Which Presidential Candidate Has the Right Tax Proposal?

Is there anyone in America who thinks they’re paying just the right amount of taxes?

[ad#Google Adsense 336×280-IA]The vast majority believe we pay too much.

Especially when we see what we get for our money.

Do-nothing leaders, crumbling infrastructure, awful schools… the list goes on.

There are many issues to consider when choosing a president, but taxes are an important one.

So for the upcoming election, you should know what the candidates think.

Here’s a quick and dirty rundown of where the various presidential candidates stand on taxes:

Tax on Ordinary Income

Secretary Hillary Clinton – No specific proposal

Sen. Bernie Sanders – Apply Social Security payroll taxes to earnings over $250,000

Gov. Jeb Bush – Set top tax rate of 28% and bottom tax rate of 10%

Dr. Ben Carson – Phase in over time a flat 10% to 15% tax rate

Gov. Chris Christie – Lower tax brackets to 8% to 28%; eliminate itemized deductions except for mortgage interest and charitable donations; eliminate payroll taxes for workers under 25 and over 62

Sen. Ted Cruz – Unspecified flat tax

Gov. John Kasich – Top tax rate of 28%

Sen. Rand Paul – Flat tax of 14.5% with standard deduction of $15,000 per filer; eliminate payroll taxes and deductions except for mortgage interest and charitable donations.

Sen. Marco Rubio – Two brackets of 15% and 35%; the higher bracket is $75,000 for singles and $150,000 for couples; eliminate itemized deductions except for mortgage interest and charitable donations

Donald Trump – Top tax rate of 25% and bottom tax rate of 10%; no tax on individuals earning less than $25,000 or on families earning less than $50,000

Tax on Capital Gains/Dividends

Clinton – Capital gains on short-term investments would be taxed at rates of 24% to 43.4%; capital gains on long-term investments would be 24%

Sanders – Capital gains tax on wealthiest 2% would be doubled

Bush – Top rate of 20%

Carson – No specific proposal

Christie – No specific proposal

Cruz – No specific proposal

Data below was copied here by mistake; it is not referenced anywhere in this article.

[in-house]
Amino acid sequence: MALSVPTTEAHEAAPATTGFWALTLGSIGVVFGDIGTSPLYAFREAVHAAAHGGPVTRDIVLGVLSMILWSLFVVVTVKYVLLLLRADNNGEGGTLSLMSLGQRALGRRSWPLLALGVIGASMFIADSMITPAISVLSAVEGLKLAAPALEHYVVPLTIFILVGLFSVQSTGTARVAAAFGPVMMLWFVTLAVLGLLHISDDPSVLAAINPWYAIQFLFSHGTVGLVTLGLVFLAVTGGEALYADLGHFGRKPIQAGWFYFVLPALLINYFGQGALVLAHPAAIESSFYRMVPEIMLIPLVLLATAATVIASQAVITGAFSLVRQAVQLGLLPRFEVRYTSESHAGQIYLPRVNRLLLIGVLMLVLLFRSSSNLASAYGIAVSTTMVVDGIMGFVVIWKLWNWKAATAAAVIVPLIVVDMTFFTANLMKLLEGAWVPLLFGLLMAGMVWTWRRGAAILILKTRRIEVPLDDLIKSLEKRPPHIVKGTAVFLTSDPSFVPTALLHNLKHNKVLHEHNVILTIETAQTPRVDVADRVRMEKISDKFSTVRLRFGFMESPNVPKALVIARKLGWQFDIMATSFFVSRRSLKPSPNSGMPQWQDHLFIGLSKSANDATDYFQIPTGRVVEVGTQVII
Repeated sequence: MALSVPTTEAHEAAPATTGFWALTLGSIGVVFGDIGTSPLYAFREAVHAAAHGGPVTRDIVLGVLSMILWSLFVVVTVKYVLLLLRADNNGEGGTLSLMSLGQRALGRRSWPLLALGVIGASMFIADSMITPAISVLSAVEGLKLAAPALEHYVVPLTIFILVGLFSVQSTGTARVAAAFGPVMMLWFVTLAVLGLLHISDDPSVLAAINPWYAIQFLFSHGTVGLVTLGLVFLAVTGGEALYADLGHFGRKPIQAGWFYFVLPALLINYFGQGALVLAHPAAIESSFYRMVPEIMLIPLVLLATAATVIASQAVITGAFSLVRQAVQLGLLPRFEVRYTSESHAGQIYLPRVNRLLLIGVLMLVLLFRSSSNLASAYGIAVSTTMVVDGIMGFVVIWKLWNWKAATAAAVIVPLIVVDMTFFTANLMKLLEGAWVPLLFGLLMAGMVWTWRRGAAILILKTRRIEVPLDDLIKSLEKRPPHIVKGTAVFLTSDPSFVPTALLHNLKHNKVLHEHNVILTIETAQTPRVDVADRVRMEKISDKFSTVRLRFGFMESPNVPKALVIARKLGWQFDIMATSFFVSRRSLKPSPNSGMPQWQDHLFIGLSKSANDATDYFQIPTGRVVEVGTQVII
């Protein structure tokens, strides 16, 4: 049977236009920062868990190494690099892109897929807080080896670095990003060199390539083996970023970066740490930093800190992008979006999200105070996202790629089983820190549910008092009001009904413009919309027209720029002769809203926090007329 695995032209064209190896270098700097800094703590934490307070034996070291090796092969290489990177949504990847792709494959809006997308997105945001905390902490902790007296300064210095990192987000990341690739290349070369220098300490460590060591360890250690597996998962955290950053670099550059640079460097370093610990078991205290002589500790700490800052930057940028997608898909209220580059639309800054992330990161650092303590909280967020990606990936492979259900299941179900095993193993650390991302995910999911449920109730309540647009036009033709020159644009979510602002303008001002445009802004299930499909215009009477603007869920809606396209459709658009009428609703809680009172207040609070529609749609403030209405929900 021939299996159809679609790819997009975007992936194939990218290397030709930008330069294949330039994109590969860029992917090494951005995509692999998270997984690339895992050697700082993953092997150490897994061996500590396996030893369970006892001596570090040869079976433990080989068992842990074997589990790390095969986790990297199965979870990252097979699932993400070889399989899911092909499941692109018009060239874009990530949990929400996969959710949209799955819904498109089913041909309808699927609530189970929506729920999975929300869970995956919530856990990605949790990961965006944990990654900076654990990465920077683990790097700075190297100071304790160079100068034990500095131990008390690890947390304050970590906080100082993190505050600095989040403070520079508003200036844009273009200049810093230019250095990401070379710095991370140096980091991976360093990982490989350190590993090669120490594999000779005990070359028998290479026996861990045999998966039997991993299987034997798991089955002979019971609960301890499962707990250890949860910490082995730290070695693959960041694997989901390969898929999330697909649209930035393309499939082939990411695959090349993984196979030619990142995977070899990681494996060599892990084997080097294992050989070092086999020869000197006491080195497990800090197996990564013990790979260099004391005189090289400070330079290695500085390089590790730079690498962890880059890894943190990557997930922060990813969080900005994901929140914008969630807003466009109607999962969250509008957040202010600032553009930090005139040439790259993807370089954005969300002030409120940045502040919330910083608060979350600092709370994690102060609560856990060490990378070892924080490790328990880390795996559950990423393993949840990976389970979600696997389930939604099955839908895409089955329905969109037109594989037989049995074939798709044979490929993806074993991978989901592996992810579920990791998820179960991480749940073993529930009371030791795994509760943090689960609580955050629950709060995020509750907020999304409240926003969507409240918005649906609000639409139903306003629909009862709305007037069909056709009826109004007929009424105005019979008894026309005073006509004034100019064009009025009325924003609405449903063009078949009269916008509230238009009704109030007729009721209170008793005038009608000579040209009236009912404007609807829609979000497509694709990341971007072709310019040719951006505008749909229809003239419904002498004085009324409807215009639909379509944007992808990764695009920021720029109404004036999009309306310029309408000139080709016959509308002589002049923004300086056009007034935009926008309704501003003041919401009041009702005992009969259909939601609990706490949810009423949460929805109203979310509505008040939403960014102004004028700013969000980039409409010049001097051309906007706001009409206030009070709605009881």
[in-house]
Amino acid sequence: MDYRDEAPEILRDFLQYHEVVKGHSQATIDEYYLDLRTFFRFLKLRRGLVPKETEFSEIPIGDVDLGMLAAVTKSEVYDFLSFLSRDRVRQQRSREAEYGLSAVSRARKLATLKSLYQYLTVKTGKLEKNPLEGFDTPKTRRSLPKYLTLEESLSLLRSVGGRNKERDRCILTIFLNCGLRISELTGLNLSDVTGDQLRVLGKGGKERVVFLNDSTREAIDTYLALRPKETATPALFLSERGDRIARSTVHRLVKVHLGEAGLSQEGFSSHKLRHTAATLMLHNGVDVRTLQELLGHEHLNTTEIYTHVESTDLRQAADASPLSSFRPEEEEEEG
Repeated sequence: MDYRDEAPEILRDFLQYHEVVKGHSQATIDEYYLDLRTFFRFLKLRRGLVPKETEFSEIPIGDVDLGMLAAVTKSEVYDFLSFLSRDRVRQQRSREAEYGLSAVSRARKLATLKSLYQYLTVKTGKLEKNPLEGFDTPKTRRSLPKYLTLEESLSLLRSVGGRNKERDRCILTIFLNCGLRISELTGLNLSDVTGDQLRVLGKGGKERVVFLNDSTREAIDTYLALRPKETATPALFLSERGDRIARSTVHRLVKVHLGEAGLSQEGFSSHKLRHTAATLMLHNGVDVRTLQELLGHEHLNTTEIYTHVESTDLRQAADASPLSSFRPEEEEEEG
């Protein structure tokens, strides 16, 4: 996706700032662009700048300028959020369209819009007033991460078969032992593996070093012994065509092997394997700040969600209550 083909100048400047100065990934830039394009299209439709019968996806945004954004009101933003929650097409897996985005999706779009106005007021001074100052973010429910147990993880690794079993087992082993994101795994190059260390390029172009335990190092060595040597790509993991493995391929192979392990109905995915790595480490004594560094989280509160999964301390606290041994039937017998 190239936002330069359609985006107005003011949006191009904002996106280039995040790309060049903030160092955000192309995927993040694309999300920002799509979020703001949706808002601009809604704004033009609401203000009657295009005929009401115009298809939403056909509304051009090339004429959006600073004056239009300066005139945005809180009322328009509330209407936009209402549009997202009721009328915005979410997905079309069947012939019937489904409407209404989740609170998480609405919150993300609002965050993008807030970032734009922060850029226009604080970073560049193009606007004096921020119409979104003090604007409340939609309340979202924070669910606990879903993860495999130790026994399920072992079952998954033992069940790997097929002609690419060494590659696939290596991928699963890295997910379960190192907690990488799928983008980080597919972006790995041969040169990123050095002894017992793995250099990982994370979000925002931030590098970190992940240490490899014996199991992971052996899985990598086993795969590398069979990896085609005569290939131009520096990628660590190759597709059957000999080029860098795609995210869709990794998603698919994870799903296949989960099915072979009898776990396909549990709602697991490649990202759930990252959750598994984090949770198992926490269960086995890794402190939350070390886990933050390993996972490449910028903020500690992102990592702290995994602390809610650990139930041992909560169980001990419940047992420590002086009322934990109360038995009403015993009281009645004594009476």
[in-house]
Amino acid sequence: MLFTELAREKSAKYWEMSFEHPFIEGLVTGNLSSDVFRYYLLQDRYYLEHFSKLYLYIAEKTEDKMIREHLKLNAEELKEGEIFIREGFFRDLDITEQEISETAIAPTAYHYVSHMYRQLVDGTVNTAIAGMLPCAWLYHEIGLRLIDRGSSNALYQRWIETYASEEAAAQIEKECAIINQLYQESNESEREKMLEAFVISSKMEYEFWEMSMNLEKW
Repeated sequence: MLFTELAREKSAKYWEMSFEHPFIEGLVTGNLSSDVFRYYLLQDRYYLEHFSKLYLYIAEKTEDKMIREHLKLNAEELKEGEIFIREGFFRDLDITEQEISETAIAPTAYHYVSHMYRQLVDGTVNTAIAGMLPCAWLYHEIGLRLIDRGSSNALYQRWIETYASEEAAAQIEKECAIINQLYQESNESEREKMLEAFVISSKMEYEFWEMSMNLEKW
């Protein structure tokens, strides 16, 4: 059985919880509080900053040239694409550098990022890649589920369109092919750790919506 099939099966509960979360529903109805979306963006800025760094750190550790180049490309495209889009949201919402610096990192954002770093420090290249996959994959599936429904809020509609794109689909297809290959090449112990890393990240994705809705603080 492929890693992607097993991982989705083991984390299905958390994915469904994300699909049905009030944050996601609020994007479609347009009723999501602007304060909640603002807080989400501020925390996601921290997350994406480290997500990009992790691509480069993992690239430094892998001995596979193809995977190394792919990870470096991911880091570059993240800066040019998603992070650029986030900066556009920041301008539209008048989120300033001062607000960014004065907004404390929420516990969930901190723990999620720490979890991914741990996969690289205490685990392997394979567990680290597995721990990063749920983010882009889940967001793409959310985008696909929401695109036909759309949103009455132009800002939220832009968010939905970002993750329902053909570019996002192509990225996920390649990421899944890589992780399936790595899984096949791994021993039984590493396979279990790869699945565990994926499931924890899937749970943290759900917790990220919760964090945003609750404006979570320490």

Kasich – Capital gains tax rate of 15%

Paul – A 14.5% flat tax on capital gains and dividends

Rubio – Taxes on capital gains and dividends would be eliminated

Trump – For single filers (numbers in parentheses are for married filers), the rates are 0% for up to $50,000 ($100,000) in income, 15% for up to $150,000 ($300,000) in income and 20% for income above $150,000 ($300,000)


Clinton – Establish high-frequency trading tax for hedge funds that engage in this type of computerized trading

Sanders – Increase tax rates on estates over $10 million, while lowering the exclusion to $3.5 million from $5.43 million

Bush – Corporate tax rate of 20%

Christie – Lower top corporate tax rate to 25%

Cruz – Eliminate estate tax

Kasich – Eliminate estate tax

Paul – Set flat corporate tax rate of 14.5% on income and labor payments

Rubio – Lower corporate tax rate to 25% and eliminate estate tax

Trump – Set corporate tax rate of 15% and eliminate estate tax

Now keep in mind, just because a candidate proposes a certain tax rate or change in the code doesn’t mean it’s going to happen. Candidates have been known to say one thing to get elected and then do another. Remember, “Read my lips: no new taxes”?

There is also the tricky issue of getting a proposal through Congress. That’s certainly not a slam dunk if either the House or Senate majority is the opposite party of the president.

And just because a candidate’s proposal is appealing in a sound bite doesn’t mean it works in the real world. Lower taxes could balloon the deficit. Higher taxes could stifle investment and innovation. There’s a lot of nuance here.

Nevertheless, it’s helpful to know what the candidates have stated publicly in regard to taxes.

Hoping your longs go up and your shorts go down,



Source: Wealthy Retirement